This time…it's no fairy tale.
The folks who brought you the Muppets (not those actual folks, because Jim Henson died a dozen years ago and Frank Oz has moved on to directing such films as The Score, but those who are carrying on the franchise) present this made-for-TV backspin on the classic legend of the boy who climbed a magic beanstalk into a world of giants and geese that lay golden eggs. The twist here is that the beanstalk story is no legend, but an actual historical event whose details have been muddied and perverted over the past four centuries. A modern-day business executive (Matthew Modine, on a different sort of Vision Quest) finds his destiny intertwined, so to speak, with the original beanstalk-climber's, and sets forth on a mission to right a great wrong, set the record straight, and make time with Ferris Bueller's girlfriend.
Facts of the Case
Jonathan "Jack" Robinson (Modine) is the CEO of a multinational conglomerate founded by his family. In the midst of all his wheeling and dealing, Jack remains ever conscious of "the Robinson curse": none of the men in the last ten generations of the line have survived long past age 40. At 37, Jack's rapidly approaching critical mass, a fact not lost on his board of directors, who keep ordering physicals to make sure the boss isn't on the brink of expiration.
Robinson International's latest project is a grand-scale Camelot-themed casino being erected on the grounds of a restored castle on the English countryside (obviously, Jack's never ventured to Vegas, because someone's already been there and done that). When workmen unearth a mammoth skeleton (mammoth like the adjective, not like the animal) on the castle property, Jack is intrigued, though his shirt-tail relation and overseas operations chief Siegfried (Jon Voight, gnawing scenery like an illusionist in search of Roy, and mangling a Eurotrash accent that sounds like his jungle guide in Anaconda by way of Bronson Pinchot) wants him to focus on the windfall to be reaped when the casino is completed. But when a long-lost aunt (Vanessa Redgrave of The Pledge and Girl, Interrupted, pocketing a paycheck) reappears, not having aged a day in the 30 years since Jack last saw her, she tells him an incredible tale: his ancestor was Jack of beanstalk fame; the fairy tale is more than a tale; and somehow Jack himself holds the key to unlocking the Robinson curse and restoring the possibility of a normal lifespan to himself and his male progeny. The simultaneous arrival of a mysterious woman named Ondine (Mia Sara, Legend, Ferris Bueller's Day Off) who accuses Jack of thievery and murder seals the deal, and Jack jets off to merrie olde England to ferret out the dusty secrets of his family's past.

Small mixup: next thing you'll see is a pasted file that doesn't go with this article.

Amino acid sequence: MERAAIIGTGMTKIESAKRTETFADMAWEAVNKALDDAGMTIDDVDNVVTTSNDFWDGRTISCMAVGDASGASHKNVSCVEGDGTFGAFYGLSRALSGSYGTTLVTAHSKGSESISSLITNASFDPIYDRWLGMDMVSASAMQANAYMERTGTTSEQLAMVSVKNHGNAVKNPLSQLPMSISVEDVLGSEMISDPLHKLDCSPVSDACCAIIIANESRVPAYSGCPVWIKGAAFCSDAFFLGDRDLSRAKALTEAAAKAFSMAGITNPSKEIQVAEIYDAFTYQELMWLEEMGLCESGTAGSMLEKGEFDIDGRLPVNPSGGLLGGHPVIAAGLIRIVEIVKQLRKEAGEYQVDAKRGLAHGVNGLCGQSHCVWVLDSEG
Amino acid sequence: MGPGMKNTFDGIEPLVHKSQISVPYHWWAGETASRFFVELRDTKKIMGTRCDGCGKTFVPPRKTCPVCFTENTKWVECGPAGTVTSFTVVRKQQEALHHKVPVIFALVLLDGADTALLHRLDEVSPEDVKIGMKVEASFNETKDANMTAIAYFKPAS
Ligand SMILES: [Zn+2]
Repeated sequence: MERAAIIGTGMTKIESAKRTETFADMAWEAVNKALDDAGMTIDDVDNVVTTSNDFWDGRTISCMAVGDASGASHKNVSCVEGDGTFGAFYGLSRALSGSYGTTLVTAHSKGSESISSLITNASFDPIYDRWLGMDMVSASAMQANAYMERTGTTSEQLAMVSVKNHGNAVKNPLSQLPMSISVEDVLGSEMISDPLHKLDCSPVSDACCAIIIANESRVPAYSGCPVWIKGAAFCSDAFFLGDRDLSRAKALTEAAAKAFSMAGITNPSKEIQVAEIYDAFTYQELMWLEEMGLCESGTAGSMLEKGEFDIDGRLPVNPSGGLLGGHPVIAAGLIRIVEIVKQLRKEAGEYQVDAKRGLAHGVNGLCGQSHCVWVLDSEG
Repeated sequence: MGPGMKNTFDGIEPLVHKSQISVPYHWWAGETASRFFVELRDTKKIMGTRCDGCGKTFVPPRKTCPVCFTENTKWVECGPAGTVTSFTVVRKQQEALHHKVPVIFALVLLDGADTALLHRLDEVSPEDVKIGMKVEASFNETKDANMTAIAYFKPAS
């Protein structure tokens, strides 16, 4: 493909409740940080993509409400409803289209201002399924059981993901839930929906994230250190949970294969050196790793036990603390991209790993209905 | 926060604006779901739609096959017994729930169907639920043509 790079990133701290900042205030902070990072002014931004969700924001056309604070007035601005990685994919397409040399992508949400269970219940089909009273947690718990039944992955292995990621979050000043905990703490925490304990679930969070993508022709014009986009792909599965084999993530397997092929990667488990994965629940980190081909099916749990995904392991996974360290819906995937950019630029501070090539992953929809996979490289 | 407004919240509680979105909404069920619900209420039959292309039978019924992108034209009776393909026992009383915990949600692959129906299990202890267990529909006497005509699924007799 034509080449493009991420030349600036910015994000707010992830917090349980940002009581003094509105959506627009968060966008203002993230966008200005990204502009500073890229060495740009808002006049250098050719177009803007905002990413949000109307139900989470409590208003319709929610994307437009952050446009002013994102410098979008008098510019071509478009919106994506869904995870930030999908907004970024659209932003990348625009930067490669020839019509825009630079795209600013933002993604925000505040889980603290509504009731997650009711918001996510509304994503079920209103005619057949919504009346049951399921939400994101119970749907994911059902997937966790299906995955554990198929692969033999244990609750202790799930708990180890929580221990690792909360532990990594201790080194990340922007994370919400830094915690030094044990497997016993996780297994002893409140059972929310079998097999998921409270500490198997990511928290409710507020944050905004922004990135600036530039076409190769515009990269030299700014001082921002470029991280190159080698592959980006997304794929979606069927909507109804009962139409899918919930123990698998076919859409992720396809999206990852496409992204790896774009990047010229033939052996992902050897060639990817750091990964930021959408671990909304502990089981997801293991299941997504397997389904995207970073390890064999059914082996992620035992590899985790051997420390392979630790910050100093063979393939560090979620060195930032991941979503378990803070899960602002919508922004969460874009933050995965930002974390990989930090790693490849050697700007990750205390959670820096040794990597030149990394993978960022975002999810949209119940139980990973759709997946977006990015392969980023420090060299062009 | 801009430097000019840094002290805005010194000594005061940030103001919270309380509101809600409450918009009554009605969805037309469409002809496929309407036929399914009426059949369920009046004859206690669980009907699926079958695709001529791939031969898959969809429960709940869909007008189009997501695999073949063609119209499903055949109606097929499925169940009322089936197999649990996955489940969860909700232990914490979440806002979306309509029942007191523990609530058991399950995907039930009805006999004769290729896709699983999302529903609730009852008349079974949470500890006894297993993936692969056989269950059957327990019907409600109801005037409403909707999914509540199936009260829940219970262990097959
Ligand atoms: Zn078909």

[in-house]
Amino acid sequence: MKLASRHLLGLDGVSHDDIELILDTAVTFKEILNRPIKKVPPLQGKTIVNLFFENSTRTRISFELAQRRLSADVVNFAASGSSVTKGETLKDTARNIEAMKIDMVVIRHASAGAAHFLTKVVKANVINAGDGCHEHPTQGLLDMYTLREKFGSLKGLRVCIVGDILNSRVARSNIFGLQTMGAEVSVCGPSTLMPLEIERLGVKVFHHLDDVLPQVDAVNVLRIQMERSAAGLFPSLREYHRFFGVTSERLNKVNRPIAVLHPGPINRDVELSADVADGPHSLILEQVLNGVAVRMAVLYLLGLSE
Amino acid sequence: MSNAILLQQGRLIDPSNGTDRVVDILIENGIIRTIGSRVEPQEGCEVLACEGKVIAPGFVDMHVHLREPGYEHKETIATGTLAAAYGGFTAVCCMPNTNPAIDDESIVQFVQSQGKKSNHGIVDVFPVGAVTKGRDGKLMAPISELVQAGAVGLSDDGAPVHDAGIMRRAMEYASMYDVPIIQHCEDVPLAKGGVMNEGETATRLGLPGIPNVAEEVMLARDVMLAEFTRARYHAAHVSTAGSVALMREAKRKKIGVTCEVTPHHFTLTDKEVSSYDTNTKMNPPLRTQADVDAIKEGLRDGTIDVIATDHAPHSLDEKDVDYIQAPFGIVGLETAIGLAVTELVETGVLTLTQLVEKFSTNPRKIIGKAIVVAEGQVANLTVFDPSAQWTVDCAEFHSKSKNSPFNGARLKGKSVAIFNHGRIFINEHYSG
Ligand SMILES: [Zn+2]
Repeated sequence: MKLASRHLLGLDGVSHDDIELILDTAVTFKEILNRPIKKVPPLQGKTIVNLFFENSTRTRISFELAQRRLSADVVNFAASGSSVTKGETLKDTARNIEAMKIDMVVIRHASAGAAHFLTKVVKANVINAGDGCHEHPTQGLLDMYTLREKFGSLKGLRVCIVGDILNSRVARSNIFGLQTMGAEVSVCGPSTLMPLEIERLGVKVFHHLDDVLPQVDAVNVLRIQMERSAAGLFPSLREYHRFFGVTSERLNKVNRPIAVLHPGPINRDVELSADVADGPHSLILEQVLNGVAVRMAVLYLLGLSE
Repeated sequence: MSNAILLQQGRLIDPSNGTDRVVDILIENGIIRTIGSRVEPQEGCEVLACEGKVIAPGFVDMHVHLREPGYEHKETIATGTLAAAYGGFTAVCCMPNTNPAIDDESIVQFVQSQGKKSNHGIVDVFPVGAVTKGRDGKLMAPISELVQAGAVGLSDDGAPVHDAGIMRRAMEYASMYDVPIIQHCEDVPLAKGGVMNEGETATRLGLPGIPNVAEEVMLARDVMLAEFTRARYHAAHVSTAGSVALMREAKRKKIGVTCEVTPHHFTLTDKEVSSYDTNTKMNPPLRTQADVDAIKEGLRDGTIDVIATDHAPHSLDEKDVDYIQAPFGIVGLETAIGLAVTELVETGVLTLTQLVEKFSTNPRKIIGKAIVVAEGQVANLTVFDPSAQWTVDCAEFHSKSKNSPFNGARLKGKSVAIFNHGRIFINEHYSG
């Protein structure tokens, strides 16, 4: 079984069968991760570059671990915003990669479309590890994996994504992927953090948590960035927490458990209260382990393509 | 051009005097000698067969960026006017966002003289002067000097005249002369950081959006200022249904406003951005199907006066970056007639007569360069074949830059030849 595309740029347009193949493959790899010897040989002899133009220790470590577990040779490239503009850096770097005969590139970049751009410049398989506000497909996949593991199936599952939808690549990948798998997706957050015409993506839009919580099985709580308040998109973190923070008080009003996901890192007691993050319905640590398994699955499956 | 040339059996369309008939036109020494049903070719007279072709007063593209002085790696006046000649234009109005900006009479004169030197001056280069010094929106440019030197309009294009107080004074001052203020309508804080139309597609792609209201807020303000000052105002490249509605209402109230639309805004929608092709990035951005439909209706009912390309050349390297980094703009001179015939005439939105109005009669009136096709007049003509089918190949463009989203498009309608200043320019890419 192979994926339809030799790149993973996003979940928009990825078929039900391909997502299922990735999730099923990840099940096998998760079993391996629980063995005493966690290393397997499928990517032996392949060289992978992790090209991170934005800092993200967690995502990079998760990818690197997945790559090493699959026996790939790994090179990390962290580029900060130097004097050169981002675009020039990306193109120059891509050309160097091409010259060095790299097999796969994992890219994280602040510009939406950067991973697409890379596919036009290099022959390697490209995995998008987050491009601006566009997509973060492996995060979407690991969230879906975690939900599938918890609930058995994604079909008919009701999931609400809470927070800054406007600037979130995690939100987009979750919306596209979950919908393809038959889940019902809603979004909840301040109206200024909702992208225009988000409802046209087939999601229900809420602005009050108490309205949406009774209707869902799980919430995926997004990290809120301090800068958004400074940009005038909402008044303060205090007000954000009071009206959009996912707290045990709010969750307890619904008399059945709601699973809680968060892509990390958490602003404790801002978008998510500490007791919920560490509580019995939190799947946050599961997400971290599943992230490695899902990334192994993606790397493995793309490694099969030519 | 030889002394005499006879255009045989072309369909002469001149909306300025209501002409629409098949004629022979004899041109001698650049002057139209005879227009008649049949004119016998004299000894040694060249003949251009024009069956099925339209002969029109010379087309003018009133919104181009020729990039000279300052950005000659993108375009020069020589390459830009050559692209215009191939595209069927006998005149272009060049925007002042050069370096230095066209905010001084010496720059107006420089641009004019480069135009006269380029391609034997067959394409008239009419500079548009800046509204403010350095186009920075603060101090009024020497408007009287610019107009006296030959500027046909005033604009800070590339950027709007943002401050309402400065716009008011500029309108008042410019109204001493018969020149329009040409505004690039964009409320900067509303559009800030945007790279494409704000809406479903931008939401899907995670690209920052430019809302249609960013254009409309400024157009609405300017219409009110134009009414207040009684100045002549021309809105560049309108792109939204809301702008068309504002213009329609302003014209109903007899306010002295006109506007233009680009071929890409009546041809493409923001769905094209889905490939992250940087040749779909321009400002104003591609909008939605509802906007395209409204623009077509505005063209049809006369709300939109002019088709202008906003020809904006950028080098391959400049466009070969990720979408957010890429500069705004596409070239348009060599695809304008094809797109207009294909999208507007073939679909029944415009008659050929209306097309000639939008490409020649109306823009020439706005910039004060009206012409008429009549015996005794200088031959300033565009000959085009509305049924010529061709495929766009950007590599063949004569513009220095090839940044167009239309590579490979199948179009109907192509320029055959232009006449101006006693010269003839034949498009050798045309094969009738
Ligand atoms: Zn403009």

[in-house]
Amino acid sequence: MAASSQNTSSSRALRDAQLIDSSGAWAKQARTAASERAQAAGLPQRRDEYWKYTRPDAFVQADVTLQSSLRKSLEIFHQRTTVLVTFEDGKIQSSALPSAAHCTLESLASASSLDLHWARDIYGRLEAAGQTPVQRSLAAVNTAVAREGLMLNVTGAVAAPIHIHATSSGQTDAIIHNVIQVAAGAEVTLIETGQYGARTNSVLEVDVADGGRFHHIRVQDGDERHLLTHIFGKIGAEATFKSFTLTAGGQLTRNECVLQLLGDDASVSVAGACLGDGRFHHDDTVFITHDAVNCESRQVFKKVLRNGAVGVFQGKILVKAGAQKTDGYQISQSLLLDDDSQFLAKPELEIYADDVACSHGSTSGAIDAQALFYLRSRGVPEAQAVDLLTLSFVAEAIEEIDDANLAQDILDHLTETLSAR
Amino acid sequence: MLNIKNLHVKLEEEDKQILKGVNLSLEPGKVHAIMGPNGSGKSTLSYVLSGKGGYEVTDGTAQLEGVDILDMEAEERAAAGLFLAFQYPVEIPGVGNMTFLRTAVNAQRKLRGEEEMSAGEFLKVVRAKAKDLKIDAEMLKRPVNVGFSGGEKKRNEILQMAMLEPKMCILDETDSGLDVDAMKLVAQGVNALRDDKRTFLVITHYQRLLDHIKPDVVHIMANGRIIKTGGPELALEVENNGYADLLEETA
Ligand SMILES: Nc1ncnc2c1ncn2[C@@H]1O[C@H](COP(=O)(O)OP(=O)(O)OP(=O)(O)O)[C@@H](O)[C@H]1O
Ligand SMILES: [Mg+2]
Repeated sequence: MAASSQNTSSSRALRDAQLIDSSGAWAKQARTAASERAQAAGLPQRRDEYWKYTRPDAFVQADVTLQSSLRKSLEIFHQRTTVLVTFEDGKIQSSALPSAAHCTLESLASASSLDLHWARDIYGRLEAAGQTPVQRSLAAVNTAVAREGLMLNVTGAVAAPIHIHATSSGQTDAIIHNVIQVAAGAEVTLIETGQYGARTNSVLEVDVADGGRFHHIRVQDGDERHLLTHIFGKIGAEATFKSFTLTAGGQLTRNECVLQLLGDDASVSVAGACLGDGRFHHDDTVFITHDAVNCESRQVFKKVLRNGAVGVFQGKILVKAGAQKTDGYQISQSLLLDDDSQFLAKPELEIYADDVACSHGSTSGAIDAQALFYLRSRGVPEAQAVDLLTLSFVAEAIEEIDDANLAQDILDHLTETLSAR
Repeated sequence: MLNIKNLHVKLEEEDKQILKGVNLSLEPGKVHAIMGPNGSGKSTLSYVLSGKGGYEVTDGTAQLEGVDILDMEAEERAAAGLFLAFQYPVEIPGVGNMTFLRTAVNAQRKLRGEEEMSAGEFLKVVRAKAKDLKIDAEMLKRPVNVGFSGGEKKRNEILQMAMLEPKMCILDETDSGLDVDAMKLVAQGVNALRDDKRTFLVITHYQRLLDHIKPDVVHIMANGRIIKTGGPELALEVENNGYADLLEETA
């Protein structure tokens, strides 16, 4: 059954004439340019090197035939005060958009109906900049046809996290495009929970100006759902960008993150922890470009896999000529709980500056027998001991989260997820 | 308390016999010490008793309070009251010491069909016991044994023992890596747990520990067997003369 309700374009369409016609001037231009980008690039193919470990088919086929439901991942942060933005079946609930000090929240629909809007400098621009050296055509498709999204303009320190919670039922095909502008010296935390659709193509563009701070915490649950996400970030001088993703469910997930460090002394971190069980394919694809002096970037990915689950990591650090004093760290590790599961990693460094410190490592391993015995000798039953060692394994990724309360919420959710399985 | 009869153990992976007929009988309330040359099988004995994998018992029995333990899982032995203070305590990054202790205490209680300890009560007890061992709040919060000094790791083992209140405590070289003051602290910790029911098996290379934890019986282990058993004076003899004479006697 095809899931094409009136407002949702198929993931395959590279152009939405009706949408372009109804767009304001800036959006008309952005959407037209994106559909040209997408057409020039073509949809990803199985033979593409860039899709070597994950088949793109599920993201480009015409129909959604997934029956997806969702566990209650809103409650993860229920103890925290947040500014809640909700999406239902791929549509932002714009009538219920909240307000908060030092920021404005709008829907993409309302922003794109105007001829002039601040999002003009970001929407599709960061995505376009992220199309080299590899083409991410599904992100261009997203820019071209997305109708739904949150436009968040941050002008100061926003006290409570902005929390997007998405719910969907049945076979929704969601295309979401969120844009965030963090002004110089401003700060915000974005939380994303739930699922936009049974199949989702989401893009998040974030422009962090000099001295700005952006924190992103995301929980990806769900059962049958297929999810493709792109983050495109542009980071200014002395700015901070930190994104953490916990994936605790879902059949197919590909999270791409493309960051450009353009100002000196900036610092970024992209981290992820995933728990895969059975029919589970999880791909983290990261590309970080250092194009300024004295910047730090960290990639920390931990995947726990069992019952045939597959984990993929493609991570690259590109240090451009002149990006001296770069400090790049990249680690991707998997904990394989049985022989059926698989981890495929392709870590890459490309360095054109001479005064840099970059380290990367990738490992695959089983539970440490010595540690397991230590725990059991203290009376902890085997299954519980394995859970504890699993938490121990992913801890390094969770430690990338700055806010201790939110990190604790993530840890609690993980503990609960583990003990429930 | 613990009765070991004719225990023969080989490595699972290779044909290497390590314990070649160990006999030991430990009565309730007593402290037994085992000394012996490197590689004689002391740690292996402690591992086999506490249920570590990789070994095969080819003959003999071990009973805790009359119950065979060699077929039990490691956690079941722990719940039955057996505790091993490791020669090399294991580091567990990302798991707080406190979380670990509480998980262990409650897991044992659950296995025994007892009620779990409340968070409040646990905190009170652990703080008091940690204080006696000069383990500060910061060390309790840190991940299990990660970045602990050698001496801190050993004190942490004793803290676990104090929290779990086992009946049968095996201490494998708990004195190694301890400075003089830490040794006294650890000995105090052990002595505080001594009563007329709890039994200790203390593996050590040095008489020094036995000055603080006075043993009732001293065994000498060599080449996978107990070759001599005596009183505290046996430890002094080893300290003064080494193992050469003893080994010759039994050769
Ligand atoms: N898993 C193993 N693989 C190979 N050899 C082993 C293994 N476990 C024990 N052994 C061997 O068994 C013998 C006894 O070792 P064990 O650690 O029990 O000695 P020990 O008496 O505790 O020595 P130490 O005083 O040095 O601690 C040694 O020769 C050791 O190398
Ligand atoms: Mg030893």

Gradually the modern-day Robinson comes to accept the realization that the seedpod of his family's monumental fortune came down the beanstalk with his long-ago forebear, at the cost of a giant's life. Quicker than you can say "Jack Robinson" (you knew that was coming eventually, didn't you?), our man Jack is making his own skyward foray up an ensorcelled vine into Giantland, now desolate and forbidding since the robbery of the magic talismans—the harp and the golden goose—that generated its lifeforce. Ondine turns out to be an 11,000-year-old agent of the Giant Council, which is headed by Magog (Sir Richard Attenborough, slumming) and Thespee (Daryl Hannah of Splash in a ghastly makeup job that makes her look like a hypothermic drag queen). To save his own neck—literally—from the executioner's sword, and to make amends for his ancestor's crimes, Jack must restore the order of things by retrieving the goose and harp.